Avoiding Dropped Quotations What are they?



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Avoiding Dropped Quotations
What are they?

Dropped quotations are lines or passages from the text that stand alone as sentences, or are spliced into sentences in a grammatically incorrect manner.


For example:
In his short story, “Little Things,” Raymond Carver clearly shows a conflict between the two characters. A couple is fighting over custody of their baby. “She would have it, this baby. She grabbed for the baby’s other arm. She caught the baby around the wrist and leaned back. But he would not let go. He felt the baby slipping out of his hands and he pulled back very hard.”
Why is this a problem?

As a matter of style, dropping quotations is simply not elegant. As a matter of content, dropped quotations demonstrate a lack of mastery over the material and a lack of context for the quoted information. Who is saying this? Why? What does it mean? How does it relate to your thesis? The reader should not have these questions when you are using textual evidence.


How do I fix the problem?

There are three easy fixes:




  1. Use a simple “signal phrase”:

Carver writes, “She would have it, this baby. She grabbed for the baby’s other arm. She caught the baby around the wrist and leaned back. But he would not let go. He felt the baby slipping out of his hands and he pulled back very hard” (2).


  1. Choose key words and phrases and blend them into your own sentence

Carver writes that the mother “grabbed” the baby while the father “pulled back very hard” (2).


  1. Use block quotation format for quotes longer than four lines:

Carver writes:

She would have it, this baby. She grabbed for the baby’s other arm. She caught the baby around the wrist and leaned back. But he would not let go. He felt the baby slipping out of his hands and he pulled back very hard. (2)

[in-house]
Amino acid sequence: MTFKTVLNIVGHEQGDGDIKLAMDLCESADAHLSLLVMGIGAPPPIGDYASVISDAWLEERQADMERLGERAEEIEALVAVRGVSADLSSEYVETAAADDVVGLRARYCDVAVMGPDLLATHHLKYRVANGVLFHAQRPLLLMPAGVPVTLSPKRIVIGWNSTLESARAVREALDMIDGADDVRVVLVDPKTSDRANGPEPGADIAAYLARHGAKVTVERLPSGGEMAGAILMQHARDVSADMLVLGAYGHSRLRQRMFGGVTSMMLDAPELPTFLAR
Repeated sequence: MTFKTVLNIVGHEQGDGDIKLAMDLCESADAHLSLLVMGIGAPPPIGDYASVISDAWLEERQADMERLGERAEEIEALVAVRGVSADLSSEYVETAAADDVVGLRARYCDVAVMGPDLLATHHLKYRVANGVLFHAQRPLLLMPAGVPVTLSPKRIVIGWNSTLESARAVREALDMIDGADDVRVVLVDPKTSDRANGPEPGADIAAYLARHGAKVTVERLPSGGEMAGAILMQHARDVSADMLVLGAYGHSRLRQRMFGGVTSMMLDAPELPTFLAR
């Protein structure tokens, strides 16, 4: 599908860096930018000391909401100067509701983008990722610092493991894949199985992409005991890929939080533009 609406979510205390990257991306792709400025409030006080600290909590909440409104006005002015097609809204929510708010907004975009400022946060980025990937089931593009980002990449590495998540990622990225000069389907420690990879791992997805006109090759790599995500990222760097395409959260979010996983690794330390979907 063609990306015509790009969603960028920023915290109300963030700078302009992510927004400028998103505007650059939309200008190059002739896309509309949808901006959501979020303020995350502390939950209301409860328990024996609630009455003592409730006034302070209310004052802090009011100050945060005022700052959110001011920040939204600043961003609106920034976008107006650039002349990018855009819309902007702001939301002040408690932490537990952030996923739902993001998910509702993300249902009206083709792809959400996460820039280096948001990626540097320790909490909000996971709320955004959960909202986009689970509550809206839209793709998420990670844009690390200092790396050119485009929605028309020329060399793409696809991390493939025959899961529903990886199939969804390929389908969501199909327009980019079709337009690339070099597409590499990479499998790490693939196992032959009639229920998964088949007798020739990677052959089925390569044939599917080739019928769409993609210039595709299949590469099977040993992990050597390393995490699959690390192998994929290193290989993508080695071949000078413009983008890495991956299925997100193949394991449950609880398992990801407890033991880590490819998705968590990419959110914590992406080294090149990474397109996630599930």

Note punctuation of citations in the above examples.


See the back of this handout and the other Writing Center links for more examples of dropped and blended quotations.
Dropped quotation:

McMurphy also engages in a game of manipulation similar to that of the Nurse, as he manages to make a fool of her on several occasions, further undermining her authority and psychological hold over the patients. “She’s glaring at those big white whales leaping round his shorts in pure wordless outrage. That’s more’n she can take” (88). The Nurse was compelled to surrender because she could not bear to have the other patients see her in a vicious, vengeful state brought on by McMurphy, so she temporarily abandoned her desire to chastise him.


Blended quotations:

McMurphy also engages in a game of manipulation similar to that of the Nurse, as he manages to make a fool of her on several occasions, further undermining her authority and psychological hold over the patients. When she sees him in his boxers, she “glar[es] at those big white whales leaping round his shorts in pure wordless outrage. That’s more’n she can take” (88). The Nurse was compelled to surrender because she could not bear to have the other patients see her in a vicious, vengeful state brought on by McMurphy, so she temporarily abandoned her desire to chastise him.

By keeping the meeting delayed, the people of the ward can see the nurse is thrown off. Through subtle delays or obstructions, Bromden can see that “the nurse’s head gives one little jerk, barely enough to see, but my heart is suddenly roaring” (97). Even the slightest weakness in the Nurse fills Bromden with a sudden rush of emotion, a “roaring” that represents power and freedom.

After he volunteers Doctor Spivey to share news with the group, she reacts: “The nurse’s head gives one little jerk, barely enough to see, but my heart is suddenly roaring” (97).

The people of the ward can see the nurse is thrown off. Even the slightest “little jerk” in the Nurse fills Bromden with a “sudden” rush of emotion, a “roaring” in his “heart” that represents power and freedom (97).


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